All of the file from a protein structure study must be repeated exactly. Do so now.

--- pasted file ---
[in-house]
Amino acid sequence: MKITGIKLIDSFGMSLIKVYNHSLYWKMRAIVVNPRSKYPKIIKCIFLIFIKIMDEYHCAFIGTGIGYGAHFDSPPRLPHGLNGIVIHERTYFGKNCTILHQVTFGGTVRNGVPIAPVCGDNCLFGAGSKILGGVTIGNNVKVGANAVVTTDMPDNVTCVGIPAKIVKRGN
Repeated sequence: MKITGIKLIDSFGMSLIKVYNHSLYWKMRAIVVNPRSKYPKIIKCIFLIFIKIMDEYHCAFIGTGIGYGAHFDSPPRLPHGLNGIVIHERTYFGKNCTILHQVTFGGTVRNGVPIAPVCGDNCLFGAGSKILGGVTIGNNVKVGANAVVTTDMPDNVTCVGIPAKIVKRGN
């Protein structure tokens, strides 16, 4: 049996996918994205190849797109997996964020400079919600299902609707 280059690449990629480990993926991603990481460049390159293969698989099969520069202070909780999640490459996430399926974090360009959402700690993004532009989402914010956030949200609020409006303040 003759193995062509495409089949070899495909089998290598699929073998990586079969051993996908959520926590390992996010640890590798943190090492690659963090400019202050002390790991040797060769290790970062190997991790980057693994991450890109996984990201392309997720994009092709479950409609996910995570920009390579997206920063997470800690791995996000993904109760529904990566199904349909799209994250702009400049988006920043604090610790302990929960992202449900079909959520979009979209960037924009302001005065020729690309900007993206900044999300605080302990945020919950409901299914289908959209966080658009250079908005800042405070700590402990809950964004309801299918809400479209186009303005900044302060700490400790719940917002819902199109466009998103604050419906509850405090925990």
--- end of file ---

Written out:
[in-house]
Amino acid sequence: MKITGIKLIDSFGMSLIKVYNHSLYWKMRAIVVNPRSKYPKIIKCIFLIFIKIMDEYHCAFIGTGIGYGAHFDSPPRLPHGLNGIVIHERTYFGKNCTILHQVTFGGTVRNGVPIAPVCGDNCLFGAGSKILGGVTIGNNVKVGANAVVTTDMPDNVTCVGIPAKIVKRGN
Repeated sequence: MKITGIKLIDSFGMSLIKVYNHSLYWKMRAIVVNPRSKYPKIIKCIFLIFIKIMDEYHCAFIGTGIGYGAHFDSPPRLPHGLNGIVIHERTYFGKNCTILHQVTFGGTVRNGVPIAPVCGDNCLFGAGSKILGGVTIGNNVKVGANAVVTTDMPDNVTCVGIPAKIVKRGN
């Protein structure tokens, strides 16, 4: 049996996918994205190849797109997996964020400079919600299902609707 280059690449990629480990993926991603990481460049390159293969698989099969520069202070909780999640490459996430399926974090360009959402700690993004532009989402914010956030949200609020409006303040 003759193995062509495409089949070899495909089998290598699929073998990586079969051993996908959520926590390992996010640890590798943190090492690659963090400019202050002390790991040797060769290790970062190997991790980057693994991450890109996984990201392309997720994009092709479950409609996910995570920009390579997206920063997470800690791995996000993904109760529904990566199904349909799209994250702009400049988006920043604090610790302990929960992202449900079909959520979009979209960037924009302001005065020729690309900007993206900044999300605080302990945020919950409901299914289908959209966080658009250079908005800042405070700590402990809950964004309801299918809400479209186009303005900044302060700490400790719940917002819902199109466009998103604050419906509850405090925990």